Unit: Genetic Predisposition to Infectious Diseases

Director: Cécile Julier

The main aim of our studies is the mapping, identification and study of genes involved in the susceptibility/resistance to multifactorial diseases: one autoimmune disease, type 1 diabetes (T1D), and infectious diseases, malaria and dengue. The genetic approach, common to these two types of diseases, is based on familial studies as well as population-based studies (case/control). For T1D, two susceptibility genes are already known, HLA and insulin, and our research is focusing on the identification of the other genes, whose chromosomal localisation we have been able to confirm in some cases.

Genetic susceptibility to type 1 diabetes in human

Responsible: Cécile Julier

Based on our previous studies performed in French, North-American and Scandinavian families with at least two siblings affected with T1D, we were able to confirm linkage of T1D to 11q13 (IDDM4 locus) and 6q21 (IDD15 locus) regions, with stringent statistical criteria; in particular, the IDDM15 locus, which we had initially detected, and then confirmed (P-value=7x10-7) is currently the only one (in addition to HLA and INS) that has been statistically confirmed by genetic linkage studies (ECIGS, Am J Hum Genet 69 : 1301-1313, 2001). These regions, and new ones that we identified in our last genome-wide scan in Scandinavian families, are the focus of detailed genetic studies in our laboratory, in order to identify the responsible genes and variants. These studies are mostly based on systematic association screening in these regions, with complementary approaches: (1) studies of consanguineous T1D families and monogenic or oligogenic subtypes, (2) association studies in sub-groups defined according to phenotypic and genetic criteria. In addition, we participate in an international consortium on T1D (T1DGC), whose aim is to organize genetic studies of T1D on a large scale.

Wolcott-Rallison syndrome and atypical diabetes syndromes

Responsible: Cécile Julier

Wolcott-Rallison syndrome is a very rare autosomal recessive disorder, characterized by the association of a neonatal permanent insulin-dependent diabetes and epiphyseal dysplasia. From the study of two consanguineous families, with a total of 10 individuals, 5 of which were affected children, and 1 was a healthy child, we were able to identify the gene mutated in this disorder (Delépine et al., Nature Genetics 25: 406-409, 2000). This is EIF2AK3 (translation initiation factor 2-α kinase 3), in which we identified mutations segregating with the disorder in the two families studied. We have now studied 12 families (18 patients) with this syndrome, and identified EIF2AK3 mutations in 11 of these. In one of these families, we could exclude EIF2AK3 involvement, suggesting genetic heterogeneity in this syndrome. In this syndrome, diabetes is generally neonatal or occurring in the early childhood (< 6 months), however two of these patients had onset at 18 and 30 months: one case (onset at 18 months) was the patient with no EIF2AK3 involvement; the other case (onset at 30 months) was a patient with EIF2AK3, that had some weak residual activity in some functional assays (Senée et al., Diabetes 53:1876-1883, 2004). These results suggest that variants of this gene may be associated to less extreme phenotypes of this disease. This gene represents a potential candidate for frequent forms of diabetes (type 1 and type 2). Interestingly, the region of this gene (2p12) shows linkage to T1D in Scandinavian families (see above), which strengthens our hypothesis that this gene may be involved in the susceptibility to T1D.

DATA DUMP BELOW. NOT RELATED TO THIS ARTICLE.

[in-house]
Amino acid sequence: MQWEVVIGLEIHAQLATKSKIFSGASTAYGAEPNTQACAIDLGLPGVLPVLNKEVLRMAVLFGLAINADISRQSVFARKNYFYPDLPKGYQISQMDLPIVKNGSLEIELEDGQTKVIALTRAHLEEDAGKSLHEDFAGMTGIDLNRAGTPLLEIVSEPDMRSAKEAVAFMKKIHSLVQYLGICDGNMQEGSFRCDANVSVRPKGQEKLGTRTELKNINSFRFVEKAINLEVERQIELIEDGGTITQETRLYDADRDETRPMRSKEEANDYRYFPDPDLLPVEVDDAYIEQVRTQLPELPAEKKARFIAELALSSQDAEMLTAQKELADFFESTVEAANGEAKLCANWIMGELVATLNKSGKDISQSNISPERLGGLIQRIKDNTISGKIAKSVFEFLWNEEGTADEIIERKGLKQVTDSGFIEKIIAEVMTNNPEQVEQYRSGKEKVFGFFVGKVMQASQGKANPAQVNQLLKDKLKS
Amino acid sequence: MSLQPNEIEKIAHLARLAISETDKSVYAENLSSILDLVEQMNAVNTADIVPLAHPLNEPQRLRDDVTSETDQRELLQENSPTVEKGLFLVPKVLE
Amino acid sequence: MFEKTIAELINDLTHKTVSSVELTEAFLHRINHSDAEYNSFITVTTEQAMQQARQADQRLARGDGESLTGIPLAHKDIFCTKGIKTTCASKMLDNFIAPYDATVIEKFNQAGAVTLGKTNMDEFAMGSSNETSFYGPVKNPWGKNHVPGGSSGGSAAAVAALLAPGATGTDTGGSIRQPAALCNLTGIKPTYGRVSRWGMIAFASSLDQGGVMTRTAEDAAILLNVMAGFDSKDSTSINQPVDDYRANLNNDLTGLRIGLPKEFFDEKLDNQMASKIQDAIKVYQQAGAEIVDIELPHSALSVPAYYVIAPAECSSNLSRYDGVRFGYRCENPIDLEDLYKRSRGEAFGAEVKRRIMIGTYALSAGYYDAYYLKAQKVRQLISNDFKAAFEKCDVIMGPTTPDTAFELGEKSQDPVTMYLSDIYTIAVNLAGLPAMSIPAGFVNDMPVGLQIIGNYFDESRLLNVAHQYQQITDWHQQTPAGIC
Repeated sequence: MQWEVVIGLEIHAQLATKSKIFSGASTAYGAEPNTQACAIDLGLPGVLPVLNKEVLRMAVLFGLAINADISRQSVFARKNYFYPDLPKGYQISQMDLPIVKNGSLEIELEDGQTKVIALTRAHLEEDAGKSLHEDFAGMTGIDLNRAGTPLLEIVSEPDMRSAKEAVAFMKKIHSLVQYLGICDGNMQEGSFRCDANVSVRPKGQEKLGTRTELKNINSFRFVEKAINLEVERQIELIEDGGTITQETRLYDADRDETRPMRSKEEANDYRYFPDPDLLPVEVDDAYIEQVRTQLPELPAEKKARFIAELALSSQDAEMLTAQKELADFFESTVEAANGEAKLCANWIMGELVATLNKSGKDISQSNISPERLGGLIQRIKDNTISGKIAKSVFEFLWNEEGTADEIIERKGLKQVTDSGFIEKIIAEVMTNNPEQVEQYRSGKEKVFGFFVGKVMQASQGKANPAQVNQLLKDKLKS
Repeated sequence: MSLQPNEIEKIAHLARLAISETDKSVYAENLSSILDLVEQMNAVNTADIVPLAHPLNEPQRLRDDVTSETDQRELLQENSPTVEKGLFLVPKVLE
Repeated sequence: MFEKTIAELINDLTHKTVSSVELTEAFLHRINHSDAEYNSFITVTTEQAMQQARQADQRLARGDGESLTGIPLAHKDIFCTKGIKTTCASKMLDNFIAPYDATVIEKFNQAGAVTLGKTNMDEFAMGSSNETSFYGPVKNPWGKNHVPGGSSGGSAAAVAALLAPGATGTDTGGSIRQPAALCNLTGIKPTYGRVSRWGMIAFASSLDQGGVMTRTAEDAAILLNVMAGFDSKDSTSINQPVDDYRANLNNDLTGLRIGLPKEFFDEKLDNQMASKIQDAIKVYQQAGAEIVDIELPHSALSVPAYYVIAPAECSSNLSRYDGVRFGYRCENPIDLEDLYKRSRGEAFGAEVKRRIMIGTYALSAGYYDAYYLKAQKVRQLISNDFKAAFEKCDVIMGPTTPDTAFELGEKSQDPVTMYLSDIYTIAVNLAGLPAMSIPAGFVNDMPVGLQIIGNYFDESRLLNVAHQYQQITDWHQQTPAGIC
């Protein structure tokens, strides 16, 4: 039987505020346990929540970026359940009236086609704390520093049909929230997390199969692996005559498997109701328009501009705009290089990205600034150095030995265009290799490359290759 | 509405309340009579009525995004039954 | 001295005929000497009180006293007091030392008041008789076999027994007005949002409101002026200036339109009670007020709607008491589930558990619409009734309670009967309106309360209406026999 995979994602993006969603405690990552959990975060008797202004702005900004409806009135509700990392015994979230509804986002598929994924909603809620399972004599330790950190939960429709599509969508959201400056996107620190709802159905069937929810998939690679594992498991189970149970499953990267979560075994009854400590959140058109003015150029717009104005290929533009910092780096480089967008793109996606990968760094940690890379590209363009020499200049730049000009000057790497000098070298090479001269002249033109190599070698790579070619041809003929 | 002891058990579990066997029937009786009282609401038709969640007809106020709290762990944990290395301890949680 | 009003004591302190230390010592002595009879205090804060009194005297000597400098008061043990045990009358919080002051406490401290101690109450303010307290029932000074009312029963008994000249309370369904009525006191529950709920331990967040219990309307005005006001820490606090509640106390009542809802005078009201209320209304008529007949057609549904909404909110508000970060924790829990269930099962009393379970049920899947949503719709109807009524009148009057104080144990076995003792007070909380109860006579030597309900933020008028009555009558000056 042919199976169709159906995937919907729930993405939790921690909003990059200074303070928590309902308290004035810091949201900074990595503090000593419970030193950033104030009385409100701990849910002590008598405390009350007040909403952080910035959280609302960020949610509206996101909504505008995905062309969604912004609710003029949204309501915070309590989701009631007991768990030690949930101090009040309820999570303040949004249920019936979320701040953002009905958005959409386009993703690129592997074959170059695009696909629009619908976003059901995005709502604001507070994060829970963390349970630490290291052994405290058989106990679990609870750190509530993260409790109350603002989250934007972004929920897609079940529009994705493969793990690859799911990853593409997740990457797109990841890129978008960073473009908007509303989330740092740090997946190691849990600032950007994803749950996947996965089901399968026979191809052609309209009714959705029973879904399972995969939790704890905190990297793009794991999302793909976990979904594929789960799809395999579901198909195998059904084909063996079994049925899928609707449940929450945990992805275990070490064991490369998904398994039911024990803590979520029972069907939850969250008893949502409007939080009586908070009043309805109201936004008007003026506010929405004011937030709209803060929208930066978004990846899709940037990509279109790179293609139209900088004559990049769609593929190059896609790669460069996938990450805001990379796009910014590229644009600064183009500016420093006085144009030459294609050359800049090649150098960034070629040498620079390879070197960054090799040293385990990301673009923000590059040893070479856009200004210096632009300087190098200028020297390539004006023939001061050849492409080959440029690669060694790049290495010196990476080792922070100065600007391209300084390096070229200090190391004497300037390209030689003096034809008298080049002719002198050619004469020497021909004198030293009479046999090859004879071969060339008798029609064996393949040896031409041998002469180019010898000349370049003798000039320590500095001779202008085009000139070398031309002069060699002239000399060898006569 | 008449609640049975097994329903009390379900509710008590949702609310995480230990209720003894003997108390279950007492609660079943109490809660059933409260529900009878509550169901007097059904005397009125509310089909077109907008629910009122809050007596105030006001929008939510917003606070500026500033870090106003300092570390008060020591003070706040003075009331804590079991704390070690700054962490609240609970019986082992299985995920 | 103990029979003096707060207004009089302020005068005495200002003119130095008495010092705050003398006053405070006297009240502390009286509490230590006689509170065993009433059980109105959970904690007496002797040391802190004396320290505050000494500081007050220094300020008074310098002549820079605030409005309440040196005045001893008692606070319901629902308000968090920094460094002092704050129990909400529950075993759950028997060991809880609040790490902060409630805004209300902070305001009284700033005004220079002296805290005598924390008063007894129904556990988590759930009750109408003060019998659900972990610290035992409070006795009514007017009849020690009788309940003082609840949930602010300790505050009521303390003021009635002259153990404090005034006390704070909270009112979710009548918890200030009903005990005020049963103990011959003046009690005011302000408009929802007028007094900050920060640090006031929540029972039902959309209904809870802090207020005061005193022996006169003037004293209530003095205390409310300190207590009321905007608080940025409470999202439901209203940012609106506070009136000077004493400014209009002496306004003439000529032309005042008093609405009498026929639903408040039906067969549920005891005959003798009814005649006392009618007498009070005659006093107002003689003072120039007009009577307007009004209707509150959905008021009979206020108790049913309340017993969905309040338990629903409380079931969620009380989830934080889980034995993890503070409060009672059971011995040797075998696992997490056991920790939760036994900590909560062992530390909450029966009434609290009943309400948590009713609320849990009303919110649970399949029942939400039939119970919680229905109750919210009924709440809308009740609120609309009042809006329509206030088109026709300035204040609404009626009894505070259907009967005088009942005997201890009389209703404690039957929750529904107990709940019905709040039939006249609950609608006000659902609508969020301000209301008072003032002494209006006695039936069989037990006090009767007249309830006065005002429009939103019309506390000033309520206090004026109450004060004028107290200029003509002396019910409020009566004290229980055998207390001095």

Eiken syndrome is another very rare syndrome with a characteristic epiphyseal dysplasia, that has been described in a single family. By genetic study of the original and single family described with this syndrome (6 available members), we identified the PTH/PTH-rP receptor (PTHR1) gene as the gene responsible for this syndrome (Duchatelet et al. Hum Mol Genet, 14:1-5, 2004). One of the patients affected with this syndrome developed T1D, suggesting that this gene may also predispose to T1D.

Genetic studies of susceptibility to infectious diseases: malaria and dengue

Responsible: Anavaj Sakuntabhai, Cécile Julier

Several genes have been implicated in the resistance to severe malaria. Our project is to identify genes involved in the variability of phenotypes related to malaria infection, and to study the mechanisms involved. These studies are based on the analysis of families located in areas of endemic malaria: Senegal and Thailand. Many epidemiological, clinical and immunological studies have been performed in the Senegalese families during the last 10 years (Pasteur Institutes of Paris and Dakar, IRD). In these families, we found evidence for the implication of genetic factors in several relevant phenotypes. We performed a genome-wide scan in these families (collaboration with the Centre National de Génotypage, Evry) with complementary studies of candidate genes and regions, in order to map and identify these genetic factors. A similar study is in progress in Thai families.

Dengue virus is endemic in several tropical countries, particularly in South-East Asia, where the infection results in 1-2% of cases in severe forms, hemorrhagic or shock, which can lead to death. Our project is to identify susceptibility genes for these severe cases, or genes involved in the variability of the clinical features in these severe forms, using a "candidate genes" approach in a large case/control population for severe forms of dengue, which has been collected in Thailand (collaborations with several groups from Mahidol University).

Keywords: infectious diseases, autoimmune diseases, malaria, dengue, type 1 diabetes, genetic susceptibility, human genetics


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